On Thursday, the Elk Grove park board is scheduled to choose a vendor for video gambling machines, making preparations to add five units at its golf course as soon as the Illinois Gaming Board approves its application for a license.
Perhaps there is no way to halt the advance of the video gambling juggernaut, but as it creeps into publicly owned facilities, we can't help but at least register our complaint. Once derided as the "crack cocaine of gambling," video gambling has steadily worked its way into something more than grudging acceptance, so much so that now even public entities can't resist its deficit-fighting allure.
But make no mistake, there is something inherently wrong with public agencies joining in the business of tempting dollars away from citizens with games of chance.
Yes, this includes that now-virtually sacred fixture of school funding known as the state-sponsored Illinois Lottery. But the expansion of the concept from a relatively benign buck-a-week invitation to a near-constant enticement for people to keep feeding coins into a machine specifically designed to gulp them down all but endlessly is a step at least to mourn.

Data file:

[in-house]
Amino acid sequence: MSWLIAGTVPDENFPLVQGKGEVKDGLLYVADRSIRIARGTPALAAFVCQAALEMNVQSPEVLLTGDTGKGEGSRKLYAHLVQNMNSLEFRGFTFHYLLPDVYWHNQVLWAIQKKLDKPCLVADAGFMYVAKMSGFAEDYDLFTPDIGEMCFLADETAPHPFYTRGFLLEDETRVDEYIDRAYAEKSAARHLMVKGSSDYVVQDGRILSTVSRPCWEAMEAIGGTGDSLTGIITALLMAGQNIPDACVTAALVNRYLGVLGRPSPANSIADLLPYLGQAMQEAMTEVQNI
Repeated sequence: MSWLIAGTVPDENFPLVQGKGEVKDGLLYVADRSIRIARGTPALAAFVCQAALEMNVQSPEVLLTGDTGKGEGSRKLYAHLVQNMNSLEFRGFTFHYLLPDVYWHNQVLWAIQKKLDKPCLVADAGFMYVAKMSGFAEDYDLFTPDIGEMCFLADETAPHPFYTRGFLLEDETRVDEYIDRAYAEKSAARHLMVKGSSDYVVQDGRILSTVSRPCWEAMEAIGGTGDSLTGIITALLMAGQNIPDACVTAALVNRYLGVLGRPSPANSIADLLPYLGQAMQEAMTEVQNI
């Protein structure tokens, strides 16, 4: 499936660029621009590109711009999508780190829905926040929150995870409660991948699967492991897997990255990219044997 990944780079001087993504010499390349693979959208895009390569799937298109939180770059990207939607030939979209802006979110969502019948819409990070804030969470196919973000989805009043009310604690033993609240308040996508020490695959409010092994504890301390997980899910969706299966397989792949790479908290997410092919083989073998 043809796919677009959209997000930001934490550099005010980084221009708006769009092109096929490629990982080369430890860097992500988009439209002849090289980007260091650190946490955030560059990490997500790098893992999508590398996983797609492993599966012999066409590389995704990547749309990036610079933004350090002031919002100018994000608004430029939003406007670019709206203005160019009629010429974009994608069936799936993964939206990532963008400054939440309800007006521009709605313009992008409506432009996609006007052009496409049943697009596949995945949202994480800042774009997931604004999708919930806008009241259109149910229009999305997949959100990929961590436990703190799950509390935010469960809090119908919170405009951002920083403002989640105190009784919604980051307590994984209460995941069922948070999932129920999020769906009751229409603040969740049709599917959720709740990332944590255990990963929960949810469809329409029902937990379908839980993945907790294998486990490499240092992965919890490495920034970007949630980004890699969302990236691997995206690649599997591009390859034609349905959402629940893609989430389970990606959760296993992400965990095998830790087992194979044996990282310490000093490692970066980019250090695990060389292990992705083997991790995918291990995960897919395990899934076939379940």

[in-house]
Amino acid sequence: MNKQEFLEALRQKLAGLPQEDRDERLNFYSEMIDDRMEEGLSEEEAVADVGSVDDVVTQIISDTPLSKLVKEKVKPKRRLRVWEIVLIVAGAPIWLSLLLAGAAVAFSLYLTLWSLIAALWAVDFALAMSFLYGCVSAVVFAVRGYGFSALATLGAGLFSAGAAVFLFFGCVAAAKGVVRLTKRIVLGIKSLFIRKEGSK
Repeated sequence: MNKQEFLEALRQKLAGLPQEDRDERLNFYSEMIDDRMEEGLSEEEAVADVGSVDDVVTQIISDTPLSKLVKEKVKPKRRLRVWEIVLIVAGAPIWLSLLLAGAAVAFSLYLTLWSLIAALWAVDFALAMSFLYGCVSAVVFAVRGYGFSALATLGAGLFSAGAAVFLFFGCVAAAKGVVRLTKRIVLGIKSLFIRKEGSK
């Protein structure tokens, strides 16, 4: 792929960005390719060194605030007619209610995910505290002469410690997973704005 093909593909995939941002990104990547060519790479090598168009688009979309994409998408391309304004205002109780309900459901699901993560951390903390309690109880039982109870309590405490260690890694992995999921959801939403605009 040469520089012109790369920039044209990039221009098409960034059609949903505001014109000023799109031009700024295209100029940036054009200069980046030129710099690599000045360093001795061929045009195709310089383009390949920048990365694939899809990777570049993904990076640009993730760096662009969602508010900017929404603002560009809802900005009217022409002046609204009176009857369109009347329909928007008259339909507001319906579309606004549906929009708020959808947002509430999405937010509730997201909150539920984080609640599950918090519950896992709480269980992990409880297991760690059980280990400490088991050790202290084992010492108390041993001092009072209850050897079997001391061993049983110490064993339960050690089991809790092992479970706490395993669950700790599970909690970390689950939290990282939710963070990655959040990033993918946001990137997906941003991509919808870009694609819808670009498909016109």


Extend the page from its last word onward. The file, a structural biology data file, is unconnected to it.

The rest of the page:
Oh, there are mitigating circumstances with the proposal in Elk Grove Village. The five machines will be sequestered in their own location off to the side of the bar at the Fox Run Golf Links, and their hours of operation will be limited at least to the hours when alcohol can be served (a restriction not without a little irony, given the tendency for alcohol both to enlarge one's sense of unjustified confidence and to weaken one's self-control).
And of course, there is the money.
Already, the competition for it has prompted numerous communities to reverse their previous principled efforts to forbid video gambling within their borders. Elk Grove Village's public golf course -- one of at least three public venues in Illinois seeking video gambling licenses, by the way -- expects the machines at its Fox Den bar to add $50,000 to $75,000 a year to park district coffers, which commissioners vow to reserve purely for golf course expenses.
But as we have seen so often over the years, gambling vows are, like addicts' promises, fragile and situation-dependent. Lottery money was intended to be only additional revenue for schools. Casinos were installed as solely riverboat entertainment and even then only in hard-luck towns. Now, look.
We trust that Elk Grove Park District overseers are sincere in their promises to manage the games responsibly, recognizing, as Executive Director Mike Brotman observed, that other suburban park districts "are waiting to see how we do this." But that provides only small comfort, emphasizing as it does that video gambling's unstoppable invasion is headed for more government bodies. We are left to shudder and wonder when every town will accept as a given its infusion of video gambling -- er, gaming -- income.